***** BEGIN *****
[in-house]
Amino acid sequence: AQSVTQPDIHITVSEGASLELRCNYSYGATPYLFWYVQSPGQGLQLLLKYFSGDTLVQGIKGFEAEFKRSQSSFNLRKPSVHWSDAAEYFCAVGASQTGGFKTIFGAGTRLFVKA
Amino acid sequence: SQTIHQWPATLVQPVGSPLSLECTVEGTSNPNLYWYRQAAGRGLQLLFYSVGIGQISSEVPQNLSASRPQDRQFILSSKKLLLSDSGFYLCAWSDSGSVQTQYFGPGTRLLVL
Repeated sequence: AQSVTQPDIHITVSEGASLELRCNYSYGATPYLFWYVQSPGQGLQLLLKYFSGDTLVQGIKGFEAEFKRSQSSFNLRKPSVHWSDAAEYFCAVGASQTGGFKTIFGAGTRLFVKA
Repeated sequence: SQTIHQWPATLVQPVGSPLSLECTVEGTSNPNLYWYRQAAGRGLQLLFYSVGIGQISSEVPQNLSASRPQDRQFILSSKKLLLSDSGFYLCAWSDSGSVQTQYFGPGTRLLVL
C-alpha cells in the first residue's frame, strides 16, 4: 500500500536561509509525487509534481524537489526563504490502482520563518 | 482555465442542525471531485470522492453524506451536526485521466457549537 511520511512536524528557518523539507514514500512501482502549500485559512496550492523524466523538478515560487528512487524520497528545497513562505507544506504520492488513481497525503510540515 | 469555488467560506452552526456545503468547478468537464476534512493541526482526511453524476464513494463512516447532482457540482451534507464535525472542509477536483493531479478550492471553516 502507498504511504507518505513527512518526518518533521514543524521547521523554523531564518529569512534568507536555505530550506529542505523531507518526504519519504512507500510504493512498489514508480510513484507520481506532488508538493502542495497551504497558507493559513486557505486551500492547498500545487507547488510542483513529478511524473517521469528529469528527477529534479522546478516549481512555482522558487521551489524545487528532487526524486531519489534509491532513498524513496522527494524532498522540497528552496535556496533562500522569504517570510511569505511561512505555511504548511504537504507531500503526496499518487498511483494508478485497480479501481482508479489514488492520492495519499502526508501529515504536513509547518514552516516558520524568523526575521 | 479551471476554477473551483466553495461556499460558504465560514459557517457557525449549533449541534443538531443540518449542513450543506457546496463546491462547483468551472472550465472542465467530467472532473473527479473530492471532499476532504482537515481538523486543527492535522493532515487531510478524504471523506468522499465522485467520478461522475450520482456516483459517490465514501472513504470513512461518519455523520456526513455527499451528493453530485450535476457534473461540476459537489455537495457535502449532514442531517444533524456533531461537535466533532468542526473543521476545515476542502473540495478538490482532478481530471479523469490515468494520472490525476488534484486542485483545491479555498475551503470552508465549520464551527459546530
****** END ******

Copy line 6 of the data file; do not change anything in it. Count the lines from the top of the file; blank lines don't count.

C-alpha cells in the first residue's frame, strides 16, 4: 500500500536561509509525487509534481524537489526563504490502482520563518 | 482555465442542525471531485470522492453524506451536526485521466457549537 511520511512536524528557518523539507514514500512501482502549500485559512496550492523524466523538478515560487528512487524520497528545497513562505507544506504520492488513481497525503510540515 | 469555488467560506452552526456545503468547478468537464476534512493541526482526511453524476464513494463512516447532482457540482451534507464535525472542509477536483493531479478550492471553516 502507498504511504507518505513527512518526518518533521514543524521547521523554523531564518529569512534568507536555505530550506529542505523531507518526504519519504512507500510504493512498489514508480510513484507520481506532488508538493502542495497551504497558507493559513486557505486551500492547498500545487507547488510542483513529478511524473517521469528529469528527477529534479522546478516549481512555482522558487521551489524545487528532487526524486531519489534509491532513498524513496522527494524532498522540497528552496535556496533562500522569504517570510511569505511561512505555511504548511504537504507531500503526496499518487498511483494508478485497480479501481482508479489514488492520492495519499502526508501529515504536513509547518514552516516558520524568523526575521 | 479551471476554477473551483466553495461556499460558504465560514459557517457557525449549533449541534443538531443540518449542513450543506457546496463546491462547483468551472472550465472542465467530467472532473473527479473530492471532499476532504482537515481538523486543527492535522493532515487531510478524504471523506468522499465522485467520478461522475450520482456516483459517490465514501472513504470513512461518519455523520456526513455527499451528493453530485450535476457534473461540476459537489455537495457535502449532514442531517444533524456533531461537535466533532468542526473543521476545515476542502473540495478538490482532478481530471479523469490515468494520472490525476488534484486542485483545491479555498475551503470552508465549520464551527459546530